The FATCA legislation became effective on July 1, 2014, and you may have already received a FATCA letter. If so, your assets at the foreign institution may have already been frozen or cancelled. You will need to show proof that you have complied with the FATCA requirements for filing.
The good news is that we can help. The international tax attorneys at Thorn Law Group have the knowledge necessary to help navigate clients through the complex reporting requirements imposed by FATCA. As former IRS attorneys, our skilled legal team has a keen understanding of the tax laws and regulations designed to control and monitor offshore bank accounts and other foreign property and assets.
6. We Have Already Helped Over 500 Clients with These Issues
If you want an immediate consultation, call us at 202-349-4033. If you want to know more about FATCA, please keep reading our frequently asked questions or visit our short page about FATCA here. For additional information, visit thornlawgroup.com.
7. Do you Qualify? What Taxpayers Need to Have a FATCA Report?
Specifically, FATCA requires taxpayers holding foreign financial assets with an aggregate value exceeding $50,000 to disclose those assets on Form 8938, Statement of Specified Foreign Financial Assets. This form must be attached to the taxpayer’s annual federal income tax return. Higher asset thresholds apply to U.S. taxpayers who file a joint tax return or who reside abroad.
If you meet the below requirements, you must file Form 8938:
- You are a U.S. taxpayer (any individual who is required to file income tax) living domestically or abroad
- Resident alien
- Non-resident alien who either 1) files a tax return or 2) is a bona fide resident of American Samoa or Puerto Rico
- U.S. taxpayer living abroad with either domestic or foreign-sourced income
- You have assets held in foreign accounts or issued by foreign institutions or individuals; foreign financial assets or investments not held in an account; foreign-sourced income; or interest in a foreign entity
Financial Institutions will also look for U.S. indicia including:
- S. citizenship or U.S. residence
- S. place of birth
- S. address including U.S. PO boxes
- S. telephone number
- Repeating payment instructions to pay amounts to a U.S. address or an account maintained in the U.S.
- Current power of attorney or signatory authority granted to a person with a U.S. address
- In care of or hold mail address which is the sole address for the account holder
8.What Do You Need to Disclose?
FATCA Types of Accounts Required to Disclose
The following types of foreign assets, income and accounts are required to be disclosed:
- Financial assets held in or maintained by a financial institution or a broker-dealer outside the U.S., including fluid assets held in personal or business checking, savings and brokerage accounts overseas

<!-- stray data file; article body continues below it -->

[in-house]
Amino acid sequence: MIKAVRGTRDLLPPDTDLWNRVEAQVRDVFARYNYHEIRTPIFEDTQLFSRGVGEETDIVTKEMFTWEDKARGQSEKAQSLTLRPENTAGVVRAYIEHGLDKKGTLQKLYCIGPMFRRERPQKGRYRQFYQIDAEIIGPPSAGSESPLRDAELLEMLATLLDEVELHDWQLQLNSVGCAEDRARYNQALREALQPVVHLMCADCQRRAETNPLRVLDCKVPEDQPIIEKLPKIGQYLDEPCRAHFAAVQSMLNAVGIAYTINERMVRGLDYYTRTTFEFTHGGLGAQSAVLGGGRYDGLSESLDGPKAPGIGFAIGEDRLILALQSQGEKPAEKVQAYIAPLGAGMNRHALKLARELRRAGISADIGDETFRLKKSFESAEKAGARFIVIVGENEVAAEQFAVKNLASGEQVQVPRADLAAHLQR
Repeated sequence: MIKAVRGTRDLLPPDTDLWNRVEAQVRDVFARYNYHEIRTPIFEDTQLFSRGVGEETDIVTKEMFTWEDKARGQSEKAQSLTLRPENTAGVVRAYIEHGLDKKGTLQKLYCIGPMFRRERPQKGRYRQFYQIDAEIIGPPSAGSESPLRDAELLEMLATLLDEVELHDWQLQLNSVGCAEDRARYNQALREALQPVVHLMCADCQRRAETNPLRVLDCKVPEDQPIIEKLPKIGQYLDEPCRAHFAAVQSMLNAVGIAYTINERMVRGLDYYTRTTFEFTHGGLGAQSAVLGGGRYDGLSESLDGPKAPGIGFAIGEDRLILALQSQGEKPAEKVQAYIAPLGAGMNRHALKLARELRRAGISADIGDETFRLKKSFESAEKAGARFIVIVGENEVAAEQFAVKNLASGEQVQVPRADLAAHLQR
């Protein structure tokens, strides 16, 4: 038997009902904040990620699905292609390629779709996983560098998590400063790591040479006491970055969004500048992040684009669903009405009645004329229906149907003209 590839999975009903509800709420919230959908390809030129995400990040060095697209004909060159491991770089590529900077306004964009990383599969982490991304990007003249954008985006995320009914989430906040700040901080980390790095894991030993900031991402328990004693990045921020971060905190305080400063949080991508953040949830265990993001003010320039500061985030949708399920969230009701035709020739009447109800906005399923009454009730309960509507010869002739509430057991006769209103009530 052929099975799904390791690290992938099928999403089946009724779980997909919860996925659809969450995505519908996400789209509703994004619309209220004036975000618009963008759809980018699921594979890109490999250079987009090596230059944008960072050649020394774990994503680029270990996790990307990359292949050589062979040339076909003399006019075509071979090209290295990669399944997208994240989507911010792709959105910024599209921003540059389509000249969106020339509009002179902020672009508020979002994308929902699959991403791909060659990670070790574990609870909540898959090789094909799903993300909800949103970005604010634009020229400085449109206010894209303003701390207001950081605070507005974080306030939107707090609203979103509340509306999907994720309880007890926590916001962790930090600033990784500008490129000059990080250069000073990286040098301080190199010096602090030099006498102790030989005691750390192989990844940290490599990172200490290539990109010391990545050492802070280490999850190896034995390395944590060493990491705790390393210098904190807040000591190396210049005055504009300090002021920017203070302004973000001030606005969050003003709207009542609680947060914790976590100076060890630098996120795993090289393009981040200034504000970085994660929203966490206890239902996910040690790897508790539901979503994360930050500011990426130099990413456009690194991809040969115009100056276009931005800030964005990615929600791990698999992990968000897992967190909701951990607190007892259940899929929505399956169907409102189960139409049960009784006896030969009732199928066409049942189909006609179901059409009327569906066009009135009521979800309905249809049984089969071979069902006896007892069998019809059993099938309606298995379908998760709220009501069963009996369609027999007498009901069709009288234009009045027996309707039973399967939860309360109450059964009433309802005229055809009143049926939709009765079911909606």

- Financial assets not physically held in an account, including non-liquid assets and securities such as bonds, notes or physical stock issued by a foreign person
- Financial assets held in overseas companies or issued by foreign corporations, including Controlled Foreign Corporations (CFCs) and Passive Foreign Investment Companies (PFICs)
- Partnership interest in an overseas partnership
- Overseas investment accounts, such as mutual funds and retirement savings accounts and plans
- Investment sale agreements or money-saving agreements entered into with a foreign issuer, such as currency swaps, interest rate swaps, commodity swaps, and interest rate caps
- Foreign-held trusts and estates
- Non-U.S. insurance policies or annuities with a cash-surrender value
- Personal and business income earned outside the U.S., including foreign pension and deferred compensation plans
Even if you do not have any U.S.-based income, if you qualify, you need to file a FATCA. Now, what qualifies for types of income?
9. What are the Limits on Disclosure?
The aggregate value of your specified foreign financial assets is more than the reporting thresholds that applies to you:
- Unmarried taxpayers living in the U.S.: The total value of your specified foreign financial assets is more than $50,000 on the last day of the tax year or more than $75,000 at any time during the tax year
- Married taxpayers filing a joint income tax return and living in the U.S.: The total value of your specified foreign financial assets is more than $100,000 on the last day of the tax year or more than $150,000 at any time during the tax year
- Married taxpayers filing separate income tax returns and living in the U.S.: The total value of your specified foreign financial assets is more than $50,000 on the last day of the tax year or more than $75,000 at any time during the tax year.
- Taxpayers living abroad. You are a taxpayer living abroad if:
- You are a U.S. citizen whose tax home is in a foreign country and you are either a bona fide resident of a foreign country or countries for an uninterrupted period that includes the entire tax year, or